Lumber Liquidators, one of the largest hardwood flooring retailers in the United States, is going to pay millions of dollars. The $10 million that Lumber Liquidators will pay will settle criminal charges with the U.S. Department of Justice in regards to some of the company’s wood flooring, according to CNN.
John Presley, the chairman of the board of directors of Lumber Liquidators, said that Lumber Liquidators was happy to reach an agreement with the government and was pleased to resolve the issue relating to the Lacey Act. Presley added that they would continue to focus on strengthening Lumber Liquidators across every single area of the organization.
Lumber Liquidators said it will pay $350,000 to the National Fish and Wildlife Foundation and the Rhinoceros and Tiger Conservation Fund. Asides from that, Lumber Liquidators will pay a fine of $7.8 million, as well as an $880,825 community service payment. Lumber Liquidators will also forfeit $969,175. However, the company didn’t say who would be receiving the forfeiture payment.
Even though a settlement has been reached, payments won’t be made right away. When Lumber Liquidators makes any payments, the court will need to approve of the settlement, which will end up being paid over the course of two years, and in phases.
It was in 2013 when the U.S. Department of Justice inquired about Lumber Liquidators using illegally imported timber from eastern Russia, according to Business Insider.
According to CNBC, the wood that Lumber Liquidators was using came from parts of Russia where wild Siberian tigers live. Illegal logging in Eastern Russia actually threatens the animals’ habitat. Aside from getting wood from Russia Lumber Liquidators was also getting wood from parts of Myanmar.
Lumber Liquidators did say that they (60 Minutes) got it wrong and that they used a testing method that was improper. However, this recent settlement is not related to the allegations that Lumber Liquidators was selling flooring with high levels of formaldehyde.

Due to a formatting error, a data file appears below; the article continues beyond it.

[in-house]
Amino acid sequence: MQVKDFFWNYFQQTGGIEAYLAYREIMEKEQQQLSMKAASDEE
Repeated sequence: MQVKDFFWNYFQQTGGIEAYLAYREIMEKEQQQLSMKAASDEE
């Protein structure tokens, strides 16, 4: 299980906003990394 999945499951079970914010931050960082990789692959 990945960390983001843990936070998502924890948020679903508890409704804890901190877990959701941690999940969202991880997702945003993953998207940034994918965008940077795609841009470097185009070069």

After the report came out, shares of Lumber Liquidators ended up dropping by more than 70 percent and some of the top executives at Lumber Liquidators decided to leave the company. This included CFO Daniel Terrell, as well as CEO Robert Lynch.
In response to the report, Lumber Liquidators said that it stood behind every single plank of wood and laminate that they sell around the United States. Lumber Liquidators also said that it had plans to continue to deliver the best products at the best prices to their customers.
Lumber Liquidators said that after they became aware of the 60 Minutes story, they decided to contact the Chinese suppliers that were named in the story. The company said that the suppliers told them that the products they were providing Lumber Liquidators were and are CARB (California Air Resources Board) compliant. As of now, CARB is the only regulator of composite core emissions.
At the time Lumber Liquidators addressed the report, one supplier did question whether or not the product that was shown in the report was actually from its own factory.
[Image via Scott Olson/Getty Images]